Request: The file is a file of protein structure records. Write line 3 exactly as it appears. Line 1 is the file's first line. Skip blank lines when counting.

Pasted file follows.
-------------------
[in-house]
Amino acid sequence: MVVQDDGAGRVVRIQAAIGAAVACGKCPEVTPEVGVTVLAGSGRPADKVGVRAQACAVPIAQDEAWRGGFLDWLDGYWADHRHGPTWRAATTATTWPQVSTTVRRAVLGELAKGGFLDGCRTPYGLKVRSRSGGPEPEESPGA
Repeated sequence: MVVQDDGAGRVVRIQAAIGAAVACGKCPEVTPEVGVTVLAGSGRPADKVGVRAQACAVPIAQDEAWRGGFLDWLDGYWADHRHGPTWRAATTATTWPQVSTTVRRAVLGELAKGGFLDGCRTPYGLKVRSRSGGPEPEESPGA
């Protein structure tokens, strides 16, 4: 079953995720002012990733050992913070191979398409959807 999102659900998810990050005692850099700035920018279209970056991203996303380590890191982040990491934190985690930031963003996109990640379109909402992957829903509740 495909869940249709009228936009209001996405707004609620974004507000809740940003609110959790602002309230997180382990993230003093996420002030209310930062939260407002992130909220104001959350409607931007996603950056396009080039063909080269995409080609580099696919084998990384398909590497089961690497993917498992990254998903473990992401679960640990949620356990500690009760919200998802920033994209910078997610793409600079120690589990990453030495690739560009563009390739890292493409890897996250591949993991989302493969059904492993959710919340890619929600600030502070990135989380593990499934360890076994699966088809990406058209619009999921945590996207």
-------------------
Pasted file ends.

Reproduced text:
Repeated sequence: MVVQDDGAGRVVRIQAAIGAAVACGKCPEVTPEVGVTVLAGSGRPADKVGVRAQACAVPIAQDEAWRGGFLDWLDGYWADHRHGPTWRAATTATTWPQVSTTVRRAVLGELAKGGFLDGCRTPYGLKVRSRSGGPEPEESPGA